share|improve this answer
    
Genius, thanks. Yes, on my actual page preceding-sibling works better! –  Richard Jun 13 '11 at 15:52
    
I now realise my error: trying to work out what to do from the lxml documentation, not the xpath documentation! –  Richard Jun 13 '11 at 15:52

Also if you are looking for other ways(just an option - don't beat me too much) how to do this or you don't have ability to import lxml you can use the following weird code:

text = """
            <a href="">Team YYY</a>
            <div align=center><a style="font-size: 1.1em">Polo</a></div>
            <div align=center><a style="font-size: 1.1em">Football</a></div>
            <a href="">Team A</a>
            <a href="">Team B</a>
            <div align=center><a style="font-size: 1.1em">Baseball</a></div>
            <a href="">Team C</a>
            <a href="">Team D</a>
            <a href="">Team X</a>
            <div align=center><a style="font-size: 1.1em">Tennis</a></div>
        """
# next variables could be modified depending on what you really need        
keyStartsWith = '<div align=center><a style="font-size: 1.1em">'
categoryStart = len(keyStartsWith)
categoryEnd = -len('</a></div>')
output = []
data = text.split('\n')    
titleStart = len('<a href="">')
titleEnd = -len('</a>')

getdict = lambda category, title: {'category': category, 'title': title}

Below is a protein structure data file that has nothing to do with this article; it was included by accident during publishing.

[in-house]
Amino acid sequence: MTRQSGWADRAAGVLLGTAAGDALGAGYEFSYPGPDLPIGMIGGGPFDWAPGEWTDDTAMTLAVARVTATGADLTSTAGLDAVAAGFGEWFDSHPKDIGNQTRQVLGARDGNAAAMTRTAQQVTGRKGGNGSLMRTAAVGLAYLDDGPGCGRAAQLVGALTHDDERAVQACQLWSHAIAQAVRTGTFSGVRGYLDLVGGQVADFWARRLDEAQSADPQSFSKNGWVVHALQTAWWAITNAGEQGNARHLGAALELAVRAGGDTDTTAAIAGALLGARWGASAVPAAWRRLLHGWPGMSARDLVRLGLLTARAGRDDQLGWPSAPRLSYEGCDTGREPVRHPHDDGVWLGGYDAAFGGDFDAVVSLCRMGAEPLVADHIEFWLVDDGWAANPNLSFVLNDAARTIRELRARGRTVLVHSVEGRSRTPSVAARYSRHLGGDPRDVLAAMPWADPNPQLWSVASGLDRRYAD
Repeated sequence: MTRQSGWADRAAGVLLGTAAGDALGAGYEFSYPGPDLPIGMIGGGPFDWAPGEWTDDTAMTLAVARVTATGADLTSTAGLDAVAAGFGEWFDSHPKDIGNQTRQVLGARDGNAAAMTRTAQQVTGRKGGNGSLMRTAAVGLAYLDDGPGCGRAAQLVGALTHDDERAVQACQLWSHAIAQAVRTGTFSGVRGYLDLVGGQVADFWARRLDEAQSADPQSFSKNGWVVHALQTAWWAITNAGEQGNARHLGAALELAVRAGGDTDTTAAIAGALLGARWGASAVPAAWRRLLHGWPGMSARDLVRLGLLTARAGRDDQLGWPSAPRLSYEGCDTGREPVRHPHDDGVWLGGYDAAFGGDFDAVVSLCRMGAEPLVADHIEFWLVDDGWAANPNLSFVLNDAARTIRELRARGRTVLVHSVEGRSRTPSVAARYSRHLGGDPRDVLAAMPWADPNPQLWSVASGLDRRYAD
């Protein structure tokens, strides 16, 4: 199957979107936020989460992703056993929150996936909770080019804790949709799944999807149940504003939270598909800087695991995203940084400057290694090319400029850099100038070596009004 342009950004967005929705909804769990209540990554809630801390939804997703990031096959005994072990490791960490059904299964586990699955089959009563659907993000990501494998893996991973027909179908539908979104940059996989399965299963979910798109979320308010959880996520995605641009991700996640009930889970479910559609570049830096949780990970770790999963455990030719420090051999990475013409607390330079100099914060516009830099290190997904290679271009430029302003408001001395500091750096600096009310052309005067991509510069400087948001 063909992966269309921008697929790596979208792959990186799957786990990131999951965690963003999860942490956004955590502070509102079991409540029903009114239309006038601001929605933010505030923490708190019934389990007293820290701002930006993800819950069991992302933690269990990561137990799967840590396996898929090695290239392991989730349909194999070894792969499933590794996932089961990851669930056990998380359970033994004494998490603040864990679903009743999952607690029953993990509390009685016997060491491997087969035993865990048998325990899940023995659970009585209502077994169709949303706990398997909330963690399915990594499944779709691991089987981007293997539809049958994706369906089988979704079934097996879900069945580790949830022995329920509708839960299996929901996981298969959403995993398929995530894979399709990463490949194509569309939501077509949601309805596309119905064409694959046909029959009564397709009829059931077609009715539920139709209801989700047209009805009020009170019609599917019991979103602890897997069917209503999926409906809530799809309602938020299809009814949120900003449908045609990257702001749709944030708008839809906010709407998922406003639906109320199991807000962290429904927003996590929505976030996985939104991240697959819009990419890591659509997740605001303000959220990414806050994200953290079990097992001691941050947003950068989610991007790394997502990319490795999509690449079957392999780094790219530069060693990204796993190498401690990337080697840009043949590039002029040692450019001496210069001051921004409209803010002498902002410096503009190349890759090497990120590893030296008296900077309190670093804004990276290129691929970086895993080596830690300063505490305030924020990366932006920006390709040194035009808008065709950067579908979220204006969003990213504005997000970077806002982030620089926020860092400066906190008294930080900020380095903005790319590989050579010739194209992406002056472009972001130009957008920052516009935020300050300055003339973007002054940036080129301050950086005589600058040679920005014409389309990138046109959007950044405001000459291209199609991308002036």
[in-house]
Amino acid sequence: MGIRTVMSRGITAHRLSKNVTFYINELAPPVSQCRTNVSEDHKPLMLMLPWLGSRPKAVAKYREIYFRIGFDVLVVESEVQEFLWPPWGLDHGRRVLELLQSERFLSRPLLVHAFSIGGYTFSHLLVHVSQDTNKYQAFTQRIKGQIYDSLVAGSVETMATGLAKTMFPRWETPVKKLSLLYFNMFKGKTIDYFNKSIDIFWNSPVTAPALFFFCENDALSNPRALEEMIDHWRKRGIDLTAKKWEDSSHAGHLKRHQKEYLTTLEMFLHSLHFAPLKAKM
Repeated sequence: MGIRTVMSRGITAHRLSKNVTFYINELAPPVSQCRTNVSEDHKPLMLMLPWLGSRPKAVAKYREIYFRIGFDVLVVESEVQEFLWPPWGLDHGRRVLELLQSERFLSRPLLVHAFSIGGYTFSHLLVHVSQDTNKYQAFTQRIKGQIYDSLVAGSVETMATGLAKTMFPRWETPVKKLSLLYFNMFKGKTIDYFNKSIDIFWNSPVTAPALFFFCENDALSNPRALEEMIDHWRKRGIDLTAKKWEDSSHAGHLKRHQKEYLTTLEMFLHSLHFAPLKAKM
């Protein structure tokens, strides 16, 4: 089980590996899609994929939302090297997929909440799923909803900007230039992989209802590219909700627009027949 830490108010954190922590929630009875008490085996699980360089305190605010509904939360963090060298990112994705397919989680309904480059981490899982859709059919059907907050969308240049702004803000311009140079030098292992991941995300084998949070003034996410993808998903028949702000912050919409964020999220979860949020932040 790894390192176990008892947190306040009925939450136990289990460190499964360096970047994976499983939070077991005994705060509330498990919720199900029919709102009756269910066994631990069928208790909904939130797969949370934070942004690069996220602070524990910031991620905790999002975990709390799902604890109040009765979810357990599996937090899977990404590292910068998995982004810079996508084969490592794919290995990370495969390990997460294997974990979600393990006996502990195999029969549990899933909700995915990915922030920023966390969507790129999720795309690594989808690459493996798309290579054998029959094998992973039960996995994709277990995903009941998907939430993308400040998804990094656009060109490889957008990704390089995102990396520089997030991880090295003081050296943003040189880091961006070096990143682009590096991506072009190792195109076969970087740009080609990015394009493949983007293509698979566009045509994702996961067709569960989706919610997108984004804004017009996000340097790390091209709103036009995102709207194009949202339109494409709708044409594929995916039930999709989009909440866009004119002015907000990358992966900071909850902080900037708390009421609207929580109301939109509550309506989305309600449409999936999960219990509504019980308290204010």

# main loop
for i, line in enumerate(data):
    line = line.strip()
    if keyStartsWith in line and len(data)-1 >= i+1:
        category = line[categoryStart: categoryEnd]
        (len(data)-1 == i and output.append(getdict(category, '')))
        if i+1 < len(data)-1 and keyStartsWith in data[i+1]:
            output.append(getdict(category, ''))
        else:
            while i+1 < len(data)-1 and keyStartsWith not in data[i+1]:
                title = data[i+1].strip()[titleStart: titleEnd]
                output.append(getdict(category, title))
                i += 1
share|improve this answer
    
No offense - this might be correct, but it's way too complicated. –  miku Jun 13 '11 at 14:02
    
@miku - yes, i know, your solution is more simple - and that is why i vote for it, i simply put my solution here like an option for those who are not able to use your solution due to any local reason. –  Artsiom Rudzenka Jun 13 '11 at 14:07
    
sure, and I won't downvote. But in general if you try to do anything similar to parsing HTML, you should work with a dedicated library - people even try to parse HTML with regexes and then funny things happen - see: stackoverflow.com/questions/1732348/… –  miku Jun 13 '11 at 14:10
    
@miku - I am completely agree with you. Also i believe that html Vs regex is a battle between evil and heaven) @miku - I am completely agree with you. Also i believe that html Vs regex is a battle between evil and heaven) About SO thread - it is probably the most favorite thread in our company) –  Artsiom Rudzenka Jun 13 '11 at 14:18